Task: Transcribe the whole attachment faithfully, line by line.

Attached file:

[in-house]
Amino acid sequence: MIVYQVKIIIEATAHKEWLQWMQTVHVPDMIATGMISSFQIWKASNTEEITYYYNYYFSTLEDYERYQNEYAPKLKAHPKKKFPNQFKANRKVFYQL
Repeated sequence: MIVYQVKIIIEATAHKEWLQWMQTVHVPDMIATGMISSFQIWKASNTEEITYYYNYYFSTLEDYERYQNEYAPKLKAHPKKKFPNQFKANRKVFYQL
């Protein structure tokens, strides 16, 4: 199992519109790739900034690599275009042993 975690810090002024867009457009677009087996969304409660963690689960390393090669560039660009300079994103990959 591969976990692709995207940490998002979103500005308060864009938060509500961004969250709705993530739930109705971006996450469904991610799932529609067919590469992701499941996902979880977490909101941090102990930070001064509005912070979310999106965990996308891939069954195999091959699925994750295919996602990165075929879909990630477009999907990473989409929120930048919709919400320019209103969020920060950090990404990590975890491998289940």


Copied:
[in-house]
Amino acid sequence: MIVYQVKIIIEATAHKEWLQWMQTVHVPDMIATGMISSFQIWKASNTEEITYYYNYYFSTLEDYERYQNEYAPKLKAHPKKKFPNQFKANRKVFYQL
Repeated sequence: MIVYQVKIIIEATAHKEWLQWMQTVHVPDMIATGMISSFQIWKASNTEEITYYYNYYFSTLEDYERYQNEYAPKLKAHPKKKFPNQFKANRKVFYQL
């Protein structure tokens, strides 16, 4: 199992519109790739900034690599275009042993 975690810090002024867009457009677009087996969304409660963690689960390393090669560039660009300079994103990959 591969976990692709995207940490998002979103500005308060864009938060509500961004969250709705993530739930109705971006996450469904991610799932529609067919590469992701499941996902979880977490909101941090102990930070001064509005912070979310999106965990996308891939069954195999091959699925994750295919996602990165075929879909990630477009999907990473989409929120930048919709919400320019209103969020920060950090990404990590975890491998289940």